The 2020 campaign for president is already heating up, and the Democratic field includes almost two dozen candidates. One of them, Senator Elizabeth Warren of Massachusetts, recently unleashed a widely-covered proposal offering “free college” and elimination of student debt for millions of Americans. In an op-ed in the San Francisco Chronicle, I analyzed why Warren’s proposal is not in the best interests of the nation.
Like many universities, during the spring semester USF announces its tuition and fee rates for the following academic year and sends the announcement to continuing students (as well as the parents of undergraduate students). This year, we received a lot of pushback from students because we had not included information about why tuition was going up next year. A grassroots group of students formed and mounted a protest during our Board of Trustees meeting earlier this month. Our student newspaper, The San Francisco Foghorn, published an op-ed and staff editorial complaining about the lack of transparency. Continue reading “The reasons behind tuition increases”
As so often happens in the digital age, the news came first via an alert on my cell phone. “Shooting at Pittsburgh synagogue, fatalities reported.” I was in Connecticut that Saturday morning, sitting in a hotel room with my wife, getting ready to celebrate my mother’s 97th birthday with my family. The name Tree of Life Synagogue sounded familiar, so I asked my wife if she remembered if that was the synagogue where we had attended the Bat Mitzvahs of the daughters of very close friends of ours some years earlier.
Continue reading “On Charlottesville, and Squirrel Hill, and . . .”
This week the Pew Research Center issued a report on the public’s view of higher education in the United States, and the news is not good. The Pew report builds on a similar survey conducted last year, which also found a lack of support for the nation’s colleges and universities.
Continue reading “Public support for higher education is in trouble again (part 1)”
I spent much time the last couple of weeks following the sentencing hearing of former Michigan State University professor and doctor Larry Nassar. I was watching from the perspective of having been associated with now a second university embroiled in a sexual abuse scandal, having worked at Michigan State before coming to USF, and before that, at Penn State University when the Sandusky scandal broke there. This week I wrote an op-ed in The Chronicle of Higher Education about my experience at these two institutions, and what it tells us about the responsibility of university leaders.
The competing House and Senate tax reform bills are large, complex, and often difficult to understand. The Senate bill, for example, is a 479-page document that was passed early in the morning last Saturday and that included last-minute, hand-written passages as shown to the right. There are numerous parts of each bill that have a large impact on colleges and universities in the country, as well as their students. One estimate calculated after the House bill was passed is that if enacted into law, it would cost students and their families $71 billion over the next ten years. Now that both chambers have passed bills, a conference committee will try to hash out the differences and agree on one bill to be passed by both the House and Senate and sent on to President Trump to be signed into law. Continue reading “Tax reform that harms graduate students and university employees”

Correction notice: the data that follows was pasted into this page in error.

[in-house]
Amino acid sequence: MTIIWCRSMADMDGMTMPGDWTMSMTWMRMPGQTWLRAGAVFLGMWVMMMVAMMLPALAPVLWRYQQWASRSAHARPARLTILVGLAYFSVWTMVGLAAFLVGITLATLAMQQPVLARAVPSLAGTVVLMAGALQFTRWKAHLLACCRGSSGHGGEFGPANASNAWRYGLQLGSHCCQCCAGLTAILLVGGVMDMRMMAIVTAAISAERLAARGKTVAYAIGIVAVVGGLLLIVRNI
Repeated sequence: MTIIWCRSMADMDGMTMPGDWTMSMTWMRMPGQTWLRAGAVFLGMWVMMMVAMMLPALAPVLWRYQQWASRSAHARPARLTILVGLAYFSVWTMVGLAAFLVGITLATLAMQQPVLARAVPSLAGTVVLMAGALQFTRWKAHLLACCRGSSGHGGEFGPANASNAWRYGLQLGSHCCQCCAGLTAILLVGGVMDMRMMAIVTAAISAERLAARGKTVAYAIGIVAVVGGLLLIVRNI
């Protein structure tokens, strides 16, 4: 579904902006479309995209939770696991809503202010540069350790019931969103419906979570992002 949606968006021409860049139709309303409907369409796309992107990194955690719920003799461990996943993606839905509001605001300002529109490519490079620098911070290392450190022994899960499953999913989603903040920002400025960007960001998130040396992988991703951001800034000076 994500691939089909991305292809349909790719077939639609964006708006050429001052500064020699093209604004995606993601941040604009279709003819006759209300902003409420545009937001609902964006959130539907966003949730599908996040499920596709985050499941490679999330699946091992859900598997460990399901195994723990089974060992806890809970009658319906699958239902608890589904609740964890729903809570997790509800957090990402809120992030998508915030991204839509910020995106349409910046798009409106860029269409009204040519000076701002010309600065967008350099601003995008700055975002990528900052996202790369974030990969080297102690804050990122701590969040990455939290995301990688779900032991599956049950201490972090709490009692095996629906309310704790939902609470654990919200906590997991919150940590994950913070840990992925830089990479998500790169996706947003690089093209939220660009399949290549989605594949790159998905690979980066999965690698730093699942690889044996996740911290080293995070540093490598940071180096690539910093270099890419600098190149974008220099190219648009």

In the heavily-politicized and racially-charged environment in which our nation finds itself today, I suppose it is not surprising that some observers would seize upon a program like the University of San Francisco’s Black Student Orientation and criticize it as promoting segregation, or providing a benefit from which other students are excluded.
Earlier this week, under the direction of President Donald Trump, Attorney General Jeff Sessions announced the elimination of the Deferred Action for Childhood Arrivals, or DACA, program. Under his order the approximately 800,000 registered DACA individuals will see their legalized status in this country end in six months, subjecting them to deportation and other administrative actions. The president encouraged Congress to pass legislation that would provide a permanent legalization of the status of DACA registrants, but only if it did so as part of a comprehensive immigration reform plan – something Congress, whether controlled by Democrats or Republicans, has been unable to do for decades.
The Chronicle of Higher Education recently published an article titled, “They each applied to more than 100 colleges. That may be the problem” (the article is behind the Chronicle’s paywall; here’s a link to it that will be available for a limited period of time). The article’s lede states:
Anisah Karim was by all measures a good student – she earned high grades, took part in her high school’s selective dual-enrollment program, launched her own culinary nonprofit, and participated in a slew of extracurriculars.
But when her college counselor told her to apply to 100 colleges so she could have a chance at becoming a “million-dollar scholar,” a coveted term her school uses to honor students who receive more than a million dollars in scholarship offers, Ms. Karim said she found herself getting pulled out of class and faced with disciplinary action during her senior year for not meeting application requirements.